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i too drive in race mode only. the fuel mileage is very poor but the thrills far exceed the cost to fill the tank. be careful. in cold weather you can find the tires breaking traction at very high speeds. mid corner you should be judicious w/ the throttle or you may find yourself going backwards at a high rate of speed.


be careful as 500+ hp is to be taken seriously.
 

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In Race Mode you learn very quickly that you're not as good of a driver as you thought. :wink2:

Congrats on the purchase!

.
 

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I would suggest driving in D mode and manual to get a feel first.

The difference is that in D the computer will save you if you do something silly like punching it on wet pavement while making a right turn.

D mode is safer, R mode is a blast to drive in IF you have good car control skills.....

If you have never taken a driving or car control course, I highly suggest it....

R mode can be exhilarating and scary at the same time......engage it at your own risk......

P.S. I have found that the slides (oversteer) are very predictable and easily controllable if you have had training in car control...... good luck....
 

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Yes, listen to the professor ^^^

In the words of my racing instructor (at the time he was in Formula V) "Roll on, roll off" the throttle. And in that F430 Spider with carbon brakes, "OK, no left foot braking for now." After I nearly broke our necks stabbing those puppies with an "Xbox left foot." :D

I drove in Race mode briefly, over a couple weeks for the sound and performance. The rear end kicked out on me once, leaving the detail shop after my wrap, cold, snow flurries, corsas, gravel. A simple lift and a little opposite steer and she settled right down. Wasn't going fast really at all but it did surprise me. A lot of it was due to stupid congested traffic and urban "driving culture" that required an aggressive merge if I want' to get into traffic some time that week. ;)

But now after I installed my Forza controller, and one long trip on the highway, I can drive in D, N or A mode no worries at all. Soft setting on the suspension is nice and the throaty roar and bark of the quad exhaust is super sweet, even in A mode, especially when the boost bypass valve closes at constant throttle, in gear. You get an extra bark out of the exhaust for free. :D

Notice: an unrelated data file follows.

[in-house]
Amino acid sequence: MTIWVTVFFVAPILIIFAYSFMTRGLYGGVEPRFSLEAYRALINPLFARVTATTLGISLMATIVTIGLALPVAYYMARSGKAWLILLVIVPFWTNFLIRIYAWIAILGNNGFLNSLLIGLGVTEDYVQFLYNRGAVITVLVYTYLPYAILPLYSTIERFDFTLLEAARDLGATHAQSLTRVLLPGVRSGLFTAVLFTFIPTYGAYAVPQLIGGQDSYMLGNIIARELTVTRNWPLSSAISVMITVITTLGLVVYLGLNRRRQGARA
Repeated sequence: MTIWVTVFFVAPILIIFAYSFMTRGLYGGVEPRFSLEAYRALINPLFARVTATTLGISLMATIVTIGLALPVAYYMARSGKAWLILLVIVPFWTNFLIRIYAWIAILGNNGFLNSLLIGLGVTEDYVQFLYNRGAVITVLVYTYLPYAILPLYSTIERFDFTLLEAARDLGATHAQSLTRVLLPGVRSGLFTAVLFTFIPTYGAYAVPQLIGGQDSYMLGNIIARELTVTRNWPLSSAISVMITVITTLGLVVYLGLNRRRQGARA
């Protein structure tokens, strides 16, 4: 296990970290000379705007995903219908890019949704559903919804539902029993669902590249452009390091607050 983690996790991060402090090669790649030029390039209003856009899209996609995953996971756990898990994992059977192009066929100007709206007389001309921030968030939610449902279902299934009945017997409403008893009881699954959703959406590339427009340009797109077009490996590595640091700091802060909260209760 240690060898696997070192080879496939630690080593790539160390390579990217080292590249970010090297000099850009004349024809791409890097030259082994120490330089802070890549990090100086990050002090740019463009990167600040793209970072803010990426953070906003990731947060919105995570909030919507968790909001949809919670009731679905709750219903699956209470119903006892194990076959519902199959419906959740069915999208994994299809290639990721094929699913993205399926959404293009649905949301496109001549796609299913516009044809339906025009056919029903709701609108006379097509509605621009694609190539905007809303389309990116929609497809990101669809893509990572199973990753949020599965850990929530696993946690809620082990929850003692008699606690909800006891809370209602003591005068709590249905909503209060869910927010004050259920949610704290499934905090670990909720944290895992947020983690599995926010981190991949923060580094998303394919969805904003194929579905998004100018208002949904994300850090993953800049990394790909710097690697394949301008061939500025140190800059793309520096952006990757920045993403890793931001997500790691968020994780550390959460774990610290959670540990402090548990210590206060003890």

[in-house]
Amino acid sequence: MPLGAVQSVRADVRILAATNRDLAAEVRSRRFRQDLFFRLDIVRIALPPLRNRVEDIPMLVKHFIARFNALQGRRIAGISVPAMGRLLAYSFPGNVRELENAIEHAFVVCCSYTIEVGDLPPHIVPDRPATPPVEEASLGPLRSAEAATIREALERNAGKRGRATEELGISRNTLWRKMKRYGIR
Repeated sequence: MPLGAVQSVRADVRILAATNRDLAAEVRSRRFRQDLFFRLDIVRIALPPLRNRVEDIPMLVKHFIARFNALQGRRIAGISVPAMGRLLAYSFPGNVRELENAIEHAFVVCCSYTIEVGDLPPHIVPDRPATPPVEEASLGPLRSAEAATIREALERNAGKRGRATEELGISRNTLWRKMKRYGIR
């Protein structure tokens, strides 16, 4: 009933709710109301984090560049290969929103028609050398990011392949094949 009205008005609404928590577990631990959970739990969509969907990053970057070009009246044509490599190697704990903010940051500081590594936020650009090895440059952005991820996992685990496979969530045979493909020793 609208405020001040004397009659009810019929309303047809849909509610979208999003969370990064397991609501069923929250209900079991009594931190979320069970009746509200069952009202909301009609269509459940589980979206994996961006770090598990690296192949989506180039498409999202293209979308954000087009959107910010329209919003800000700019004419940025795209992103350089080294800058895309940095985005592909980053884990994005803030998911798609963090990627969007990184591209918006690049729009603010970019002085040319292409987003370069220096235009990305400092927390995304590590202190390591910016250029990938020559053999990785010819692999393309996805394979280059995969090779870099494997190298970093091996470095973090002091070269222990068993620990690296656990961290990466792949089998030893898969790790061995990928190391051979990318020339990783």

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Agree with many of the comments stated so far. For me one of the biggest surprises regarding power and control is the sensitivity of the Pirelli tires to temperature. They do not have much grip at all when cold (in other words, if you are wearing long sleeves, the tires will be slick). You may have seen that they are not even supposed to be used below 45F.
 
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...also what noone has touched on is that in race mode the computer will keep the revs up and not up-shift much. So, once you punch it you're at 5-6k rpm for awhile and you really have to be reaching for the right paddle to bring it back under some control.
 

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...also what noone has touched on is that in race mode the computer will keep the revs up and not up-shift much. So, once you punch it you're at 5-6k rpm for awhile and you really have to be reaching for the right paddle to bring it back under some control.
R mode is meant to be engaged in manual mode
No need for computer to do anything except to engage the rev limiter if necessary......
R mode in automatic is, at least in my opinion, an oxymoron.....
 

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Discussion Starter · #19 ·
Thanks to everyone for your messages. Seems like a sensbile approach to learn as I go within N and D modes initially to get a food feel of the car, and then R in safe areas initially.
 

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What is the criteria to use the race mode? Mine is 600km now but I still can’t use the race mode.